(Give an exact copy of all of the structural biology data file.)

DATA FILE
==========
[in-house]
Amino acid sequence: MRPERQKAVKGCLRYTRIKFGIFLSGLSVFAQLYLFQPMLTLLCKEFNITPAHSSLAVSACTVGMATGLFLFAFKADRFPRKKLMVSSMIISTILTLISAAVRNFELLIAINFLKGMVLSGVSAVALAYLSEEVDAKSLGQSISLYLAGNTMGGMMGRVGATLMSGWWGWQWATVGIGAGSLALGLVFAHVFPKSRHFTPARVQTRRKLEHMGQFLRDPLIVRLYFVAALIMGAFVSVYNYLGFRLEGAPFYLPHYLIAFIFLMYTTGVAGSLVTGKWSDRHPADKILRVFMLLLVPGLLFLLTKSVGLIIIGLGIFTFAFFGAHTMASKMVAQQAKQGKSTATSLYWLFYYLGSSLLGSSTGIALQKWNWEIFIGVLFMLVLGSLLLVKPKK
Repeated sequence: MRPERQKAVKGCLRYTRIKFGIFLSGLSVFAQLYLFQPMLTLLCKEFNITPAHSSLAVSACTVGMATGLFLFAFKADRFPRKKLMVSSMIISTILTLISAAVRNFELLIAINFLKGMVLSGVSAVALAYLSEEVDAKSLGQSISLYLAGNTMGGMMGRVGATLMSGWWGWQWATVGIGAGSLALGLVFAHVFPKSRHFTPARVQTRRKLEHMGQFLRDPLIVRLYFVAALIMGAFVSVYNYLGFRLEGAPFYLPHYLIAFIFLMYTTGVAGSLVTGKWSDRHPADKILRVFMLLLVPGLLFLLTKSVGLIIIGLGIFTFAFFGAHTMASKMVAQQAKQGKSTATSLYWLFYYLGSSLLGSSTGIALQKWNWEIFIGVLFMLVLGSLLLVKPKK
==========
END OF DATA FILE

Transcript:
[in-house]
Amino acid sequence: MRPERQKAVKGCLRYTRIKFGIFLSGLSVFAQLYLFQPMLTLLCKEFNITPAHSSLAVSACTVGMATGLFLFAFKADRFPRKKLMVSSMIISTILTLISAAVRNFELLIAINFLKGMVLSGVSAVALAYLSEEVDAKSLGQSISLYLAGNTMGGMMGRVGATLMSGWWGWQWATVGIGAGSLALGLVFAHVFPKSRHFTPARVQTRRKLEHMGQFLRDPLIVRLYFVAALIMGAFVSVYNYLGFRLEGAPFYLPHYLIAFIFLMYTTGVAGSLVTGKWSDRHPADKILRVFMLLLVPGLLFLLTKSVGLIIIGLGIFTFAFFGAHTMASKMVAQQAKQGKSTATSLYWLFYYLGSSLLGSSTGIALQKWNWEIFIGVLFMLVLGSLLLVKPKK
Repeated sequence: MRPERQKAVKGCLRYTRIKFGIFLSGLSVFAQLYLFQPMLTLLCKEFNITPAHSSLAVSACTVGMATGLFLFAFKADRFPRKKLMVSSMIISTILTLISAAVRNFELLIAINFLKGMVLSGVSAVALAYLSEEVDAKSLGQSISLYLAGNTMGGMMGRVGATLMSGWWGWQWATVGIGAGSLALGLVFAHVFPKSRHFTPARVQTRRKLEHMGQFLRDPLIVRLYFVAALIMGAFVSVYNYLGFRLEGAPFYLPHYLIAFIFLMYTTGVAGSLVTGKWSDRHPADKILRVFMLLLVPGLLFLLTKSVGLIIIGLGIFTFAFFGAHTMASKMVAQQAKQGKSTATSLYWLFYYLGSSLLGSSTGIALQKWNWEIFIGVLFMLVLGSLLLVKPKK